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Myfanwy 2

November 2017

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Myfanwy 2

A Mother's Duty - Chapter Sixteen

A Mother's Duty - Chapter Sixteen
Author: Milady Dragon
Series: Dragon-Verse
Rating: PG-13
Pairing(s): JackHarkness/Ianto Jones, Anwyn Harkness-Jones/Gwaine, Phil Coulson/Clint Barton, Arthur/Merlin (Mentioned)
Warnings: Angst, Mental Health Issues, Reincarnation
Spoilers:  Mostly for S2, E12 and E13 of Torchwood
Disclaimer: I don't own Torchwood, I would have treated it better.
Author's Note: This is the second story in the "Samara Wells Trilogy".  It deals with some issues that might be distressing to some, especially mental health issues concerning Jack's brother, Gray.  I'm not a trained therapist, so anything in here that might not work in the real world...well, it's all on me.

A/N2:  I'm going to post one today, and then I think the last three tomorrow.  I'd do it all today but, once again, I don't have time.  Then I'll start the last story of the trilogy on Friday.

Summary:  Samara Wells got one of her sons back.  It's time to try and get the other back as well. 



1 September 5115 (Earth Standard Date)

Gliese 581g (Hubworld)

 

It was early in the afternoon when Samara decided to get out of the house and quit “brooding”, as Clint was fond of telling her she was doing.

She wandered Gliese City, not really paying attention to her surroundings.  The red sunlight was becoming normal for her, and she basked in it a bit as she walked.  It wasn’t quite as warm as she was used to, but that was fine; she knew she’d become acclimatised to it the longer she spent on Hubworld.

It was just wasn’t certain how much longer that would be.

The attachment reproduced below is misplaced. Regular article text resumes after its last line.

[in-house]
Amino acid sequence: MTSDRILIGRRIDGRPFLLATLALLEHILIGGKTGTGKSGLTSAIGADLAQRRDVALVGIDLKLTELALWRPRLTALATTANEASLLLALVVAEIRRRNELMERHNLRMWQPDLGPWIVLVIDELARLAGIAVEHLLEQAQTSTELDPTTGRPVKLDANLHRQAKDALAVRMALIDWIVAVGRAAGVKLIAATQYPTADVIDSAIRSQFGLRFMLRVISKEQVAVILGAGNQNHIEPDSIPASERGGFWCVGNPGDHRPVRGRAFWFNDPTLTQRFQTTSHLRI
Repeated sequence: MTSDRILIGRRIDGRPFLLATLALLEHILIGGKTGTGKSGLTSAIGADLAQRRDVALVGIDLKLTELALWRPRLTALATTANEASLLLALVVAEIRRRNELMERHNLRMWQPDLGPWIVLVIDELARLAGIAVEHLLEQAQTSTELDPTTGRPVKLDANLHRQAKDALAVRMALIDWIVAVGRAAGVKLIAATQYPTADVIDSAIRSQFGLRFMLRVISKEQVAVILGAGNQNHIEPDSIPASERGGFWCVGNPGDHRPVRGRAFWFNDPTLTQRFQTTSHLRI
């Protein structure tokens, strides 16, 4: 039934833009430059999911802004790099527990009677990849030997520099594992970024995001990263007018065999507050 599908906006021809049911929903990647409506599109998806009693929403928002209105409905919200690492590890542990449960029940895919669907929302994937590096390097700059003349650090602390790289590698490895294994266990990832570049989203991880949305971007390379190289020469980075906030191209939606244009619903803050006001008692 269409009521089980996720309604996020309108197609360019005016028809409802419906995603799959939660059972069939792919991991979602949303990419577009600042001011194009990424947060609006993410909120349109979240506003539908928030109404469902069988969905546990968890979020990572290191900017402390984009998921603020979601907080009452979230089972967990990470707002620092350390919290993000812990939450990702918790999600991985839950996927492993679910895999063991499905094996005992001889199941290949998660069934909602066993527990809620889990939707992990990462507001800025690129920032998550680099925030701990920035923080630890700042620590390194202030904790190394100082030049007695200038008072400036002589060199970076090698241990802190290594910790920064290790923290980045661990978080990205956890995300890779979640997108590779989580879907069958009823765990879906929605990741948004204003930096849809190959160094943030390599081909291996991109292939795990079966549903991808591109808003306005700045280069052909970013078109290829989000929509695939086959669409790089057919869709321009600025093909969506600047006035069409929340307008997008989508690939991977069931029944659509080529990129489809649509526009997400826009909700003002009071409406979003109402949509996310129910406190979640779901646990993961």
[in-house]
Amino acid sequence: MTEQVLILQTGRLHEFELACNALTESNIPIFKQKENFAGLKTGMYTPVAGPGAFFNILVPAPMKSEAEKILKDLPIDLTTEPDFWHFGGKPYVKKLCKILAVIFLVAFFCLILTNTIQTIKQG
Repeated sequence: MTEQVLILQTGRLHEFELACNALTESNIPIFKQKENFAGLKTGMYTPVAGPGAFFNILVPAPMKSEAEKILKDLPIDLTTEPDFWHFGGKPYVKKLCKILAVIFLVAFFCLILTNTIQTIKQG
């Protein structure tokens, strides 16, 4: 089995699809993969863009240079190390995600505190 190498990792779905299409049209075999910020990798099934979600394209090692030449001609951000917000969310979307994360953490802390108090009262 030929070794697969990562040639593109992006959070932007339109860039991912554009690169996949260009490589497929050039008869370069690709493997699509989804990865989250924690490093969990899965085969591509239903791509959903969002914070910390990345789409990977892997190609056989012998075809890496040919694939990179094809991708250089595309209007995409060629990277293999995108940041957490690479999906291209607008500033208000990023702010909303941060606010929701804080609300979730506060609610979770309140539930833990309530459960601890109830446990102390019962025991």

There really wasn’t all that much keeping her there, if Samara was being honest with herself.  She’d been primarily staying for Gray, but she hadn’t seen him in a couple of weeks now.  The news she kept getting from Phillip wasn’t encouraging.  Gray wasn’t reacting to the treatment like she’d hoped, and there really wasn’t much Samara could do about it.

She did think about going to see him again, but would it do her baby boy any good?  Did this mean she really was giving up on him?  Was there a point in time when the law of diminishing returns would kick in, and other decisions would have to be made?

Somehow, Samara had ended up back in the park she’d found a couple of weeks ago.  The bench was empty, and so she sat once again under the canopy of leaves.  The biologist in her examined the trees, thinking that they certainly didn’t look their venerable years; even though she didn’t doubt that Ianto had spoken truly about Jack bringing them from Earth and planting them there, the sorts of trees these resembled usually didn’t gain their current great age.  She wondered if it had to do with the genetic tampering that had to have been done on them to make them able to survive on Hubworld.  Or maybe it was the magic that surrounded them.

Sometimes she wished she had the slightest bit of magic in her.  Her entire family was, in some small way, magical.  Even Jack, who hadn’t been born with a single bit of power within him, had been subtly changed enough to have a dragon form at times…although, after he’d told her how it had happened, Samara wouldn’t have wished that on anybody.

“Welcome back, Mother of the Undying One.”

Samara started.  She hadn’t even heard the Fae approach, and yet there it was, kneeling on the ground just in front of her, wings outstretched.  “Jasmine, right?”

Ianto had explained about Jasmine, the little girl that he and Jack had given up to the Fae in order to prevent the Earth from being destroyed, and who, later on, had been their Fae contact during one of Earth’s many alien invasions.  It was hard to grasp that the creature before her had once been a human child.

The Fae bowed, and while it could have been mocking it somehow wasn’t.  “As the Ancient One insists.  Although I have long ago shaken off that frail, human skin.  I shall answer to it.”

Samara barely managed to keep from roll her eyes at the patronising response.  “Is there something you’d prefer to be called?” she inquired, just to prove that it never hurt to be polite.

The creature bared her needle-like teeth at her in a ghastly smile.  “Nay, this shall do.” She sat completely on the grass, tucking her feet under her thighs.  “What brings you back to these woods, Lady?  Have you come to ask us to discharge our debt?”